I had everything I had always wanted.  As a junior in high school, I picked up the book Ugly Americans by Ben Mezrich and from that day forward I decided that I would work on Wall Street.  Because of wrestling, I had a pretty wide choice of colleges but I chose UPenn in no small part because of their business school.  The summer before I matriculated to the Wharton School, I worked as an intern on the floor of the New York Stock Exchange.  I interned for three summers in college for various firms and desks until I graduated with a job at the Royal Bank of Canada.  I wound up trading investment grade corporate bonds on the prop desk.  After two years, I was about to get my own portion of the portfolio to trade.  This was what I had always wanted to do.  This is why I got in the business.  I had passed all my own goals.  And then I visited Peru.

I tried talking myself out of it.  I ran through every justification as to why this was unreasonable and foolish.  And trust me, it’s not difficult coming up with reasons.  But it was too late – I had made up my mind.  I knew that if I passed on this, I would look back in 5 years in bitter regret.  I started talking to Ben in order to lay out the details and I slowly fortified my plan.  As soon as I returned from Peru, I started training jiu jitsu, boxing, and muay thai.  I now went double time, trying to build a base so I could hit the ground running when I got down there. And then on November 13th I sat down booked a one-way flight. I crossed the Rubicon.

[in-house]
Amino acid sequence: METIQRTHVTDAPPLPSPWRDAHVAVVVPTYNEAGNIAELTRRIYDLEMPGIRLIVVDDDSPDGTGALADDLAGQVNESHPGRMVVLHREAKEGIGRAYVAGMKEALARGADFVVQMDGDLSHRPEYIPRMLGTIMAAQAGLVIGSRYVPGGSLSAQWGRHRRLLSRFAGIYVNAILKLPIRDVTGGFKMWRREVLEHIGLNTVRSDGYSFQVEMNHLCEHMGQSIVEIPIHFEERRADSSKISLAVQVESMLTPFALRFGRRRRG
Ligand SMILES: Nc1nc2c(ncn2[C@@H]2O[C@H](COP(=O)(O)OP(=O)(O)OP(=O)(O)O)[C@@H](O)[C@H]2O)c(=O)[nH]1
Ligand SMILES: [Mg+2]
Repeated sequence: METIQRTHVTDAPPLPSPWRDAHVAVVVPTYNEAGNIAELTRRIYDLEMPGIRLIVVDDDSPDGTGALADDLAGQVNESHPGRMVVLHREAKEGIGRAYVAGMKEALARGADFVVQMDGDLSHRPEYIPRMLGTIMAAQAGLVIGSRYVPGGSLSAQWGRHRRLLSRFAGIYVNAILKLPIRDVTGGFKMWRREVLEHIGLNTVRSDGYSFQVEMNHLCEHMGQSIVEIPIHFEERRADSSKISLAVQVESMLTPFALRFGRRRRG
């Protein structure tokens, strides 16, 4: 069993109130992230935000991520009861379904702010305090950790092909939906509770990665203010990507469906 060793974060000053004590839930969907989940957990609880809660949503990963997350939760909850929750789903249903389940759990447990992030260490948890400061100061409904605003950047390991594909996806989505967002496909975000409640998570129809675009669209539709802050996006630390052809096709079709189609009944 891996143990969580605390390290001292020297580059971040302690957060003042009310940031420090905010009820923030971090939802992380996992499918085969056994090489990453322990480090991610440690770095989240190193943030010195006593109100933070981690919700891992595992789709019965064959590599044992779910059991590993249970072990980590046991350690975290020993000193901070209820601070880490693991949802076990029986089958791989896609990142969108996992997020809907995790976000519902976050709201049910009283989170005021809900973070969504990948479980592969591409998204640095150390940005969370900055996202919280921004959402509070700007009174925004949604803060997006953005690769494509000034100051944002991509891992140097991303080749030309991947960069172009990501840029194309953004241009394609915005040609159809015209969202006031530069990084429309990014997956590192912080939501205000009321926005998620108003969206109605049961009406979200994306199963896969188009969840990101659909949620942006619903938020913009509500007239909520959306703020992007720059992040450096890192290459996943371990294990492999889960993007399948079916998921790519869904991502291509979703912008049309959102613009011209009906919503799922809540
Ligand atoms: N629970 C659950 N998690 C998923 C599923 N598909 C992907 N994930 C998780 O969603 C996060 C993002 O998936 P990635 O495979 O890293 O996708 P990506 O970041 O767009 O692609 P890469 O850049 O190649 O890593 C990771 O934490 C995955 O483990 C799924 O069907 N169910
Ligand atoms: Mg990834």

And here I sit in Ft. Lauderdale about to embark on the adventure of a lifetime.

Want to hear how this story ended? Check out my book: The Cage: Escaping the American Dream.

5 thoughts on “The Quarter Life Crisis”

  1. I am currently a Finance student at a target school, having a bloody life crisis and this article is just amazing. Rollie you are a champion!

Leave a Reply